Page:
Title VII makes it illegal for an employer "to limit . . . [an employee's] employment opportunities . . . because of such individual's race, color, religion, sex, or national origin." 42 U.S.C. §2000e-2(a)(2). Since she does not have any direct evidence of discrimination, in order to avoid summary judgment Bullock must rely on the three-step burden-shifting method set forth in McDonnell Douglas Corp. v. Green, 411 U.S. 792, 802-05 (1973). Under this method, an employee seeking to establish a prima facie case of discrimination in job opportunities under Title VII must show that: (1) she is a member of a protected class; (2) she was qualified for the position she sought; (3) she was rejected for the position; and (4) a similarly situated person who was not a member of the protected class and was not better qualified was promoted. See Dandy v. United Parcel Service, 388 F.3d 263, 273 (7th Cir. 2004); Butts v. Aurora Health Care, Inc., 387 F.3d 921, 924 (7th Cir. 2004).

If established, the prima facie elements raise a rebuttable presumption of discrimination. See Cianci v. Pettibone Corp., 152 F.3d 723, 726 (7th Cir. 1998); EEOC v. Our Lady of the Resurrection Med. Ctr., 77 F.3d 145, 149 (7th Cir. 1996). The burden of production -- not proof -- then shifts to Aon for purposes of articulating a legitimate, nondiscriminating reason for its actions. See id. If Aon satisfies that burden, Bullock must then present evidence showing that Aon's articulated reason for not promoting her were only a pretext for discrimination. See Cianci, 152 F.3d at 726; Coco v. Elmwood Care, Inc., 128 F.3d 1177, 1179 (7th Cir. 1997).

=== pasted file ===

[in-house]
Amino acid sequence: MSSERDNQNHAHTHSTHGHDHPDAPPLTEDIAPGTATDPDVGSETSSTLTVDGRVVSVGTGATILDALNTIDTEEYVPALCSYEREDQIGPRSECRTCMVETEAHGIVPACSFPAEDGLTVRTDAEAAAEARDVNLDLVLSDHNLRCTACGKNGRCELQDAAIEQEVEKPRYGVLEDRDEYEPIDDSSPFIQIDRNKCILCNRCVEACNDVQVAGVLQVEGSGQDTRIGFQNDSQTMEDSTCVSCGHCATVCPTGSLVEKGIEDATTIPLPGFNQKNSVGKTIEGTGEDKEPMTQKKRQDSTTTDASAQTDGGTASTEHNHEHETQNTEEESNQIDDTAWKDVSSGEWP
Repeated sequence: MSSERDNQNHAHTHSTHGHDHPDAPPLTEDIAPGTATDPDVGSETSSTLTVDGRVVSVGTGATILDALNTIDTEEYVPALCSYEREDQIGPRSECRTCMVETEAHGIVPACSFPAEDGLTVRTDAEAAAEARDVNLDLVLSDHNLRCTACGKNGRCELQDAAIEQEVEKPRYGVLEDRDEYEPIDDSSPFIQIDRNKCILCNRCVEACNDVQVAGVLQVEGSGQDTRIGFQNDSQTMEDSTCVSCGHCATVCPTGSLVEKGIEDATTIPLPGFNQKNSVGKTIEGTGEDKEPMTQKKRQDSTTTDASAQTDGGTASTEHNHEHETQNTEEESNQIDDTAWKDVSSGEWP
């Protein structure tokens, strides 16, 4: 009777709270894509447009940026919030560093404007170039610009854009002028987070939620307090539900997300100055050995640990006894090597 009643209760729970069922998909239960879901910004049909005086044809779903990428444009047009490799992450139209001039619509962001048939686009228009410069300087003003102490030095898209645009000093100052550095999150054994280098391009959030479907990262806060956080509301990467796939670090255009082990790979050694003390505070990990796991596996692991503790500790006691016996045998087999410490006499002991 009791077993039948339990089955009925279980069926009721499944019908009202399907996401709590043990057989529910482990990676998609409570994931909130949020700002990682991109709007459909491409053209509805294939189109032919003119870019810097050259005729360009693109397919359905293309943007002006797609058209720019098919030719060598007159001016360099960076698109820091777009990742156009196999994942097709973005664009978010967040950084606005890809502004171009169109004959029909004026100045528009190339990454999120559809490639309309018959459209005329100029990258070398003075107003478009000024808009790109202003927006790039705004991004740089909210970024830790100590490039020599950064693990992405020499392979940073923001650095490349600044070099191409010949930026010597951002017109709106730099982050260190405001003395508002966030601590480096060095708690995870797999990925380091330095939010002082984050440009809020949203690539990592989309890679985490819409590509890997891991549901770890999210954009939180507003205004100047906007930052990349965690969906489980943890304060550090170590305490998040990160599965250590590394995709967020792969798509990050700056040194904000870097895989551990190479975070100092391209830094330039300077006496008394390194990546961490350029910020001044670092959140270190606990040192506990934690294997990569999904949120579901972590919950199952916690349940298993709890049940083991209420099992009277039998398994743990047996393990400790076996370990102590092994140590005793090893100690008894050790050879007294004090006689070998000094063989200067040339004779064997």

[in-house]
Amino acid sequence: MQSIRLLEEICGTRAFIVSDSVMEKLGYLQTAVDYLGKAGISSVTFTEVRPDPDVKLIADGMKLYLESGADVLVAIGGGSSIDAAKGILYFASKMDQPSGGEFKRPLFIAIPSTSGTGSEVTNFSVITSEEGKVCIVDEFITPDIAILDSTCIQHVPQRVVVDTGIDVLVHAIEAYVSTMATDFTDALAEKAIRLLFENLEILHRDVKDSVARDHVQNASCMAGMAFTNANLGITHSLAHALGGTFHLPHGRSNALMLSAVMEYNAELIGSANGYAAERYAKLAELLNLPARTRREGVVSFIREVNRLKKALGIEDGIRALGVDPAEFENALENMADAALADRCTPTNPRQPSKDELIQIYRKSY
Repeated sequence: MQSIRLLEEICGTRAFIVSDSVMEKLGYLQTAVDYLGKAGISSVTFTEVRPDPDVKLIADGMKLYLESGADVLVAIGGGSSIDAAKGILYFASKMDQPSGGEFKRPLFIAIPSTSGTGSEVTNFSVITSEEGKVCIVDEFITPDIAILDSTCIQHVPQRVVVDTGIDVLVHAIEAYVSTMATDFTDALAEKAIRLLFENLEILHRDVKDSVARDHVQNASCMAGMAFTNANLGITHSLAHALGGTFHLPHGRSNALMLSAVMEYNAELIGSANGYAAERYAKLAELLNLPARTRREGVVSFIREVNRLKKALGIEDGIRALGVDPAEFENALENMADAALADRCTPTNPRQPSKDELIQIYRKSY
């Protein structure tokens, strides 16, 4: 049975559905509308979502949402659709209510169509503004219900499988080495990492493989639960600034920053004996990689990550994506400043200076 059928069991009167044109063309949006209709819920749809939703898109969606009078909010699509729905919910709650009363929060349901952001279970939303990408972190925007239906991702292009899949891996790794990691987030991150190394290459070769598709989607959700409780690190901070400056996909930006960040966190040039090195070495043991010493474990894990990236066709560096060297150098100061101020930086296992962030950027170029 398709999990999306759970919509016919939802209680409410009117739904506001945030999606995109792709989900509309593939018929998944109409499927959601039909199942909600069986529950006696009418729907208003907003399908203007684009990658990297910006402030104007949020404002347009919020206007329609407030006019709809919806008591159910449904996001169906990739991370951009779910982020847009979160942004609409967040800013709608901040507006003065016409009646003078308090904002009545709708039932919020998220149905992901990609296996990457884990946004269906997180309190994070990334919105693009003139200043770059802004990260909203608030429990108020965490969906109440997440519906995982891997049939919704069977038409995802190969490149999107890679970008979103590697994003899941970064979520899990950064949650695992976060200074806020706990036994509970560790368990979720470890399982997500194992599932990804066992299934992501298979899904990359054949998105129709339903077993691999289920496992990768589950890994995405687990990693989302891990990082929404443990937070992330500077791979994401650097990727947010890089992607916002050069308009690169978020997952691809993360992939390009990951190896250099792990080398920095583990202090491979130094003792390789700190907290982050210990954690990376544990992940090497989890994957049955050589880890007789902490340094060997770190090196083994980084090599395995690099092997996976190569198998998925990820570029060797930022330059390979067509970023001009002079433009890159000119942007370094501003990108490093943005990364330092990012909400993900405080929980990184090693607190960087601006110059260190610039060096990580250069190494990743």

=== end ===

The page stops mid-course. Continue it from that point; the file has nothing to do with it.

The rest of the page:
Bullock is a member of a protected class under Title VII, but Aon argues that she cannot show other elements of her prima facie case of discrimination. Specifically, Aon claims that: (1) Bullock cannot establish that she was more qualified for the positions assigned to Jeff Redford, Maritza Nowakowski and Cheryl Schilling; (2) Bullock cannot identify any specific positions she is referring to with respect to Schilling and Nowakowski; and (3) Bullock has not established that she is similarly situated to Nowakowski, Redford, Schilling and Wilner.*fn2